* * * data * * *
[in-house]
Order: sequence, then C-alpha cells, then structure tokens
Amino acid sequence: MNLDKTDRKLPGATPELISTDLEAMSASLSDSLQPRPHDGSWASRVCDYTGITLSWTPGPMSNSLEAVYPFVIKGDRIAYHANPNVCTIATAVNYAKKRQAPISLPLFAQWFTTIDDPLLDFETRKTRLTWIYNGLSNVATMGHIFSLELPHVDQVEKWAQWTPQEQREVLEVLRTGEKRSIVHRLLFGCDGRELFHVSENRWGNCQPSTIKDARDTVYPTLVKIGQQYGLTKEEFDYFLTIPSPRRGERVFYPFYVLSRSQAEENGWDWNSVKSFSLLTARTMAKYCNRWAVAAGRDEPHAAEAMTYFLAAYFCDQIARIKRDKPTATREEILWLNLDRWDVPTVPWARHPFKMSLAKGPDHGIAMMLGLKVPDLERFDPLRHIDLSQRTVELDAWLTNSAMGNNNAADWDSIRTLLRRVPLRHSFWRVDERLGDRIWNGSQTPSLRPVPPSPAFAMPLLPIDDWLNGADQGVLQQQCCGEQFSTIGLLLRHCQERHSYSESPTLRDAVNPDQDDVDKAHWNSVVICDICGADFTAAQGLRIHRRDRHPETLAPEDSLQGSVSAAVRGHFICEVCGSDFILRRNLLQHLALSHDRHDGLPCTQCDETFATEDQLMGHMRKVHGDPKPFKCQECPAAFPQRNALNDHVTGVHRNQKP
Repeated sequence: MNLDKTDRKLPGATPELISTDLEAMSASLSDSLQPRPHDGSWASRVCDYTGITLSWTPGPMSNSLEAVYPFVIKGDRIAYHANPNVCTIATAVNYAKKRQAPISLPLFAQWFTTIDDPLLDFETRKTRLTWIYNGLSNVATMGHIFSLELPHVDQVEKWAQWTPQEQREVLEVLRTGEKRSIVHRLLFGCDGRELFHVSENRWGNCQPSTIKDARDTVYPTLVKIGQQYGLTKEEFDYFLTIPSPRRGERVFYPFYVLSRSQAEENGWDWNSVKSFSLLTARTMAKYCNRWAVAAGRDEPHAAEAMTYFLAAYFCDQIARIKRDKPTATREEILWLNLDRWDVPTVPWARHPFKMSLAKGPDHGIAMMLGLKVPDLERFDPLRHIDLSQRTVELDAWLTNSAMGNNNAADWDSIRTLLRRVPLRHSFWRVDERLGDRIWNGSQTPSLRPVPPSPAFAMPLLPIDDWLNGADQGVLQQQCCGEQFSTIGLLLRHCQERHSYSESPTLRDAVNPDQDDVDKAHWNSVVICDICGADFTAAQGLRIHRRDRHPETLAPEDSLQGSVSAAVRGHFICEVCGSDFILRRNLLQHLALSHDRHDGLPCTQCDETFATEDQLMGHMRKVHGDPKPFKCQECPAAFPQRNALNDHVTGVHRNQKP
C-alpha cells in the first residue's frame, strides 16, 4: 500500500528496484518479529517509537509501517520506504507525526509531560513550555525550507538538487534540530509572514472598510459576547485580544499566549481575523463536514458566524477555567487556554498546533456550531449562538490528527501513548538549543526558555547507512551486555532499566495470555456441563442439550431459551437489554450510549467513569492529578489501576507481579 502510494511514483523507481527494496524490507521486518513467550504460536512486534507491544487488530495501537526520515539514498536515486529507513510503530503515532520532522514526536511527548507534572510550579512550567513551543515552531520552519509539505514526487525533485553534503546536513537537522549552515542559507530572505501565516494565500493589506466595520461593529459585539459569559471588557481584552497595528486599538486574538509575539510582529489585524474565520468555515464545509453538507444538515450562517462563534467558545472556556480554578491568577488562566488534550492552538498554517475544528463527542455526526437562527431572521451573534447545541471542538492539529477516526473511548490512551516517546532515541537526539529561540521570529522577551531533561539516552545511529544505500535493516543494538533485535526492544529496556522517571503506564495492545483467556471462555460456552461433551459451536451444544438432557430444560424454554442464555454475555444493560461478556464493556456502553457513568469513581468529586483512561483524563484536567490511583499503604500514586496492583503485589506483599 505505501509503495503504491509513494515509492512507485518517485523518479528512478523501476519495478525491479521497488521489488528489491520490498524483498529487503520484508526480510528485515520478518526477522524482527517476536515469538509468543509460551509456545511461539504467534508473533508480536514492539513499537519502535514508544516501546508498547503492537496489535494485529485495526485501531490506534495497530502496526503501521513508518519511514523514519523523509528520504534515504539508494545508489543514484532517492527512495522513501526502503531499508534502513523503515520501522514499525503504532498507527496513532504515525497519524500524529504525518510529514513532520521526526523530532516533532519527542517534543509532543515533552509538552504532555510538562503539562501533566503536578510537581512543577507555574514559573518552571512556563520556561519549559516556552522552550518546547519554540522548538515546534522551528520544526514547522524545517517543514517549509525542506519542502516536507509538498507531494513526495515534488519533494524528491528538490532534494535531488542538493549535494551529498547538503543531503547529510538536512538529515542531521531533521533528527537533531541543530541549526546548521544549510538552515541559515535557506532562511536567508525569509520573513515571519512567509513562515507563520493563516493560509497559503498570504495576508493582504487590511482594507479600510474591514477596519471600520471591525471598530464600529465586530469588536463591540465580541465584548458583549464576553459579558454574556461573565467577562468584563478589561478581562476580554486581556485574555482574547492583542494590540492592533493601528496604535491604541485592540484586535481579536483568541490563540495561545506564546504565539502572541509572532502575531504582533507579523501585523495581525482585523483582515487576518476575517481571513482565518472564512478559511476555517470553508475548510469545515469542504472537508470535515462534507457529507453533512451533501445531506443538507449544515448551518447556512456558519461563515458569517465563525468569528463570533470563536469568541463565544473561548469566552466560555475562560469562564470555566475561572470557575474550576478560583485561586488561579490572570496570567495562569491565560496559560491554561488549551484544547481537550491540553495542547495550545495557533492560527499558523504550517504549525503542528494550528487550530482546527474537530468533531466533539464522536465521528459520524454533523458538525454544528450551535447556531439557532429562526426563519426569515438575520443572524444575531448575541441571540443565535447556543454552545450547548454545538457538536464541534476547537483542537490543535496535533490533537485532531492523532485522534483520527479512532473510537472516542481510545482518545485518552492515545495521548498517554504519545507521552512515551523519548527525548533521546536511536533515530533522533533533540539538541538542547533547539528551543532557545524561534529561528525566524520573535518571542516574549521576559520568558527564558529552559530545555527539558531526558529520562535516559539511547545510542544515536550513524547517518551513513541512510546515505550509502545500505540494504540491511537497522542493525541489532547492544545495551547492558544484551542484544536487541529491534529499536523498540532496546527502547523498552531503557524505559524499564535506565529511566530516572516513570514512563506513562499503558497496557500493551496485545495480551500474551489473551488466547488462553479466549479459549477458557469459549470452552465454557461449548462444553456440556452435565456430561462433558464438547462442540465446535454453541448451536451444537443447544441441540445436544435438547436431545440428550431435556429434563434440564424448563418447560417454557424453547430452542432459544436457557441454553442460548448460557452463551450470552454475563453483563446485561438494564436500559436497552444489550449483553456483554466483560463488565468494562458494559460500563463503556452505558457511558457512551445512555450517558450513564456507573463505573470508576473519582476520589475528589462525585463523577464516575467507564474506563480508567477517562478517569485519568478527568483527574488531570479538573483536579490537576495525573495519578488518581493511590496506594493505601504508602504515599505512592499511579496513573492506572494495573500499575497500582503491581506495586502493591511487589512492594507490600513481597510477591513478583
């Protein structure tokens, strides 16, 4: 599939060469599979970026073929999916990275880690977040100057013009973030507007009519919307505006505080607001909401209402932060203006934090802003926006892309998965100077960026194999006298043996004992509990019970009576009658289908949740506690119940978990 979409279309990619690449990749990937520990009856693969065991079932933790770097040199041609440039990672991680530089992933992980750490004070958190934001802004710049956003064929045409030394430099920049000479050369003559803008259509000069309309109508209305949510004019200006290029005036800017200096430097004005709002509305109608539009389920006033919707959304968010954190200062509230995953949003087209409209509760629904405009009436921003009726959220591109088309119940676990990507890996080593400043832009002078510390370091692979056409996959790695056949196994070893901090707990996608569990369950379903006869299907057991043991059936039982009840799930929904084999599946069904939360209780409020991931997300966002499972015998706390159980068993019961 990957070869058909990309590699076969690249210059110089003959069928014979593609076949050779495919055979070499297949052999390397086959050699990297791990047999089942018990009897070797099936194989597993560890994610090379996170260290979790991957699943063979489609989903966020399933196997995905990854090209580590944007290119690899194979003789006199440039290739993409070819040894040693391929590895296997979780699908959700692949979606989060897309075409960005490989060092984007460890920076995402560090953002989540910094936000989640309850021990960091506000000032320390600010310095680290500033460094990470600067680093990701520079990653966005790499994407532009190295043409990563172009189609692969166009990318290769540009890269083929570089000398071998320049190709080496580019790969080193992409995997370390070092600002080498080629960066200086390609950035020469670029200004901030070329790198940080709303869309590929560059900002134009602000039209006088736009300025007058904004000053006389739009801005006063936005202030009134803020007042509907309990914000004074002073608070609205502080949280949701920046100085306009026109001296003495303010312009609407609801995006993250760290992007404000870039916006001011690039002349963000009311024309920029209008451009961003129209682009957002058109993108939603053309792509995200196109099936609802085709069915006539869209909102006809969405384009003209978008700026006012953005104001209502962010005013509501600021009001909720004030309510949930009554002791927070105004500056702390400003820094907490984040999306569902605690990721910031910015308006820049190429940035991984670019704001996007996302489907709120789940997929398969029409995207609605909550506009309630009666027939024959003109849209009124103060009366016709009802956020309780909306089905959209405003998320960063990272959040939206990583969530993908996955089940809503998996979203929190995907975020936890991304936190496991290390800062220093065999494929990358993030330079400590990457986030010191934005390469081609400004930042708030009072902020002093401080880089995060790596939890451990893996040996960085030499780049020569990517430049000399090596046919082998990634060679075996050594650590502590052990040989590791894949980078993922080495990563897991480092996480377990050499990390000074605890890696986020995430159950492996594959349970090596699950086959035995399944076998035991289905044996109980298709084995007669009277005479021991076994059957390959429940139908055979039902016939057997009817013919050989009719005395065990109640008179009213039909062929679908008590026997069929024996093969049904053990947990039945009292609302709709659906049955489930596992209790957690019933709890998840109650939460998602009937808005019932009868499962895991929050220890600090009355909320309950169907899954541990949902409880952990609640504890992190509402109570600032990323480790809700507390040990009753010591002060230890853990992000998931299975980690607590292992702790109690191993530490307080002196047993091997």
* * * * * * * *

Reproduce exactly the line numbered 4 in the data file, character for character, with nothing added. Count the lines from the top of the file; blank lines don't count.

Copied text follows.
Repeated sequence: MNLDKTDRKLPGATPELISTDLEAMSASLSDSLQPRPHDGSWASRVCDYTGITLSWTPGPMSNSLEAVYPFVIKGDRIAYHANPNVCTIATAVNYAKKRQAPISLPLFAQWFTTIDDPLLDFETRKTRLTWIYNGLSNVATMGHIFSLELPHVDQVEKWAQWTPQEQREVLEVLRTGEKRSIVHRLLFGCDGRELFHVSENRWGNCQPSTIKDARDTVYPTLVKIGQQYGLTKEEFDYFLTIPSPRRGERVFYPFYVLSRSQAEENGWDWNSVKSFSLLTARTMAKYCNRWAVAAGRDEPHAAEAMTYFLAAYFCDQIARIKRDKPTATREEILWLNLDRWDVPTVPWARHPFKMSLAKGPDHGIAMMLGLKVPDLERFDPLRHIDLSQRTVELDAWLTNSAMGNNNAADWDSIRTLLRRVPLRHSFWRVDERLGDRIWNGSQTPSLRPVPPSPAFAMPLLPIDDWLNGADQGVLQQQCCGEQFSTIGLLLRHCQERHSYSESPTLRDAVNPDQDDVDKAHWNSVVICDICGADFTAAQGLRIHRRDRHPETLAPEDSLQGSVSAAVRGHFICEVCGSDFILRRNLLQHLALSHDRHDGLPCTQCDETFATEDQLMGHMRKVHGDPKPFKCQECPAAFPQRNALNDHVTGVHRNQKP